In a sign of the times, three nations are preparing to relax their rules on foreign ownership of airlines.
These changes all stem from growing concerns about airline access to capital at a time of falling yields, skittish investors, and battered bank balance sheets. Making foreign investment easier is seen as part of the fix for these ills.
Waiting for luck is like waiting for death, a Japanese proverb warns. Rather than wait, some airlines are pressing for these relaxed ownership caps. In Canada, Australia, and India their arguments have reached sympathetic ears. Paradoxically, at the same time, US lawmakers seem headed the opposite direction with a move to tighten US control over US carriers.
Canada’s plan to ease foreign caps predates the current downturn, but the financial crisis has added to its momentum. A competition review commission proposed to raise the current foreign cap from 25% to 49%, but only for investors from other countries that set their own cap at 49%.
Endorsing this proposal, Canada’s government has included it a budget bill that seems certain to pass. Both Air Canada and WestJet favour it, arguing it will allow "enhanced access to capital".
This may be true, but Canada’s major airlines already offer shares with variable voting rights - a concept pioneered by Air Canada - that allow foreigners to own any number of shares but limits their aggregate voting rights to 25%. The bill’s effect will be to lift those voting rights to 49% and encourage other nations to follow suit.
The changes proposed in Australia and India focus on whether and how much foreign airlines should be allowed to invest in local carriers. Both countries permit foreigners to own up to 49%, but India bars any ownership by foreign carriers and Australia restricts it in the case of Qantas.
The special Qantas rule is a vestige of privatisation. It caps total ownership by a single foreign company at 25% and ownership by a group of foreign companies at 35%.
Right before word leaked of merger talks between Qantas and British Airways, Australia’s transport minister unveiled a proposal to lift these limit on foreign ownership in Qantas - whether by one or a group of foreign companies - to 49%. This would put Qantas on the same footing as any other Australian international carrier.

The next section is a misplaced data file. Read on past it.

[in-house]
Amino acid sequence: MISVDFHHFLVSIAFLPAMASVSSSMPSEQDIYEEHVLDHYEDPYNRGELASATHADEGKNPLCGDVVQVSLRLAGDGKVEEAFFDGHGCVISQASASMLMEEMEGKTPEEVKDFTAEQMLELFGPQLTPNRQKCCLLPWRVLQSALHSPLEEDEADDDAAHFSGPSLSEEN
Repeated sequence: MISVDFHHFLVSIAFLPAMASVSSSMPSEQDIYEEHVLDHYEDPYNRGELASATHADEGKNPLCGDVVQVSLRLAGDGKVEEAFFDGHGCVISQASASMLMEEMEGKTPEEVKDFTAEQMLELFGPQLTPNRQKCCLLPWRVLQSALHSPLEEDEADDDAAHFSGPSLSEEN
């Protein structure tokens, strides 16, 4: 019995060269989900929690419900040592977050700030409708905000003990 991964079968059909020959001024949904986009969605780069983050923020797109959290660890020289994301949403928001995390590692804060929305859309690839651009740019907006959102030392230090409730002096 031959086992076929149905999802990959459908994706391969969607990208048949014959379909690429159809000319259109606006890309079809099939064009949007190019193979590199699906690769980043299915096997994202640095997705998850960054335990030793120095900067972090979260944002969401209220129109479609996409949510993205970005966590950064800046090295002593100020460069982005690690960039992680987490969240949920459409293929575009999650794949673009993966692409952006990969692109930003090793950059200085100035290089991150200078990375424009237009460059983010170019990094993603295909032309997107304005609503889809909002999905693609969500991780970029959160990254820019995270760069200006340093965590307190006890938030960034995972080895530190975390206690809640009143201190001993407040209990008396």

As it turned out, this proposal had nothing to do with BA’s short-lived romance with Qantas, and Canberra still plans to go ahead with the change.
India’s proposed change may be of more interest to BA. During a visit to Hyderabad in January, BA chief executive Willie Walsh told reporters that BA wants to strike deals with India’s carriers, but is currently limited to codeshares. Under Indian law, he complains, "foreign airlines cannot invest in domestic airlines."
Other carriers also want equity-based alliances in India. Indeed, years ago Singapore Airlines tried unsuccessfully to launch its own Indian airline. Air France-KLM has also been linked with talks over a stake in Kingfisher about a stake if the current law changes.
India’s cash-starved airlines are eager for a change. They expect to lose up to $2 billion in the fiscal year ending March 31.
Arun Mishra, joint secretary in India’s civil aviation ministry, recently told an aviation conference that his government will decide "very soon" on allowing foreign airlines to invest in domestic carriers. The only debate seems to be over whether the cap should be 25% or 49%, with the aviation ministry favouring the lower limit.
With this trend toward relaxed foreign caps, it seems odd that the US now would be moving the opposite direction. Yet, if proposed legislation is any sign, it is. Jim Oberstar, veteran chair of the US House Transportation Committee, has introduced a bill designed to block any repeat of the abortive Bush-era attempt by the department of transportation to redefine the meaning of foreign "control" in US carriers. Oberstar’s bill, which would mandate that all "business . . . and operational matters" be decided by US citizens, reflects a territorial squabble between Congress and the regulators over who should define airline nationality. It is only occurring now because Democrats control Congress and the White House.
Oberstar’s bill has nothing to do with the financial crisis or the need it highlights to re-think the rules of airline ownership.
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Source: Airline Business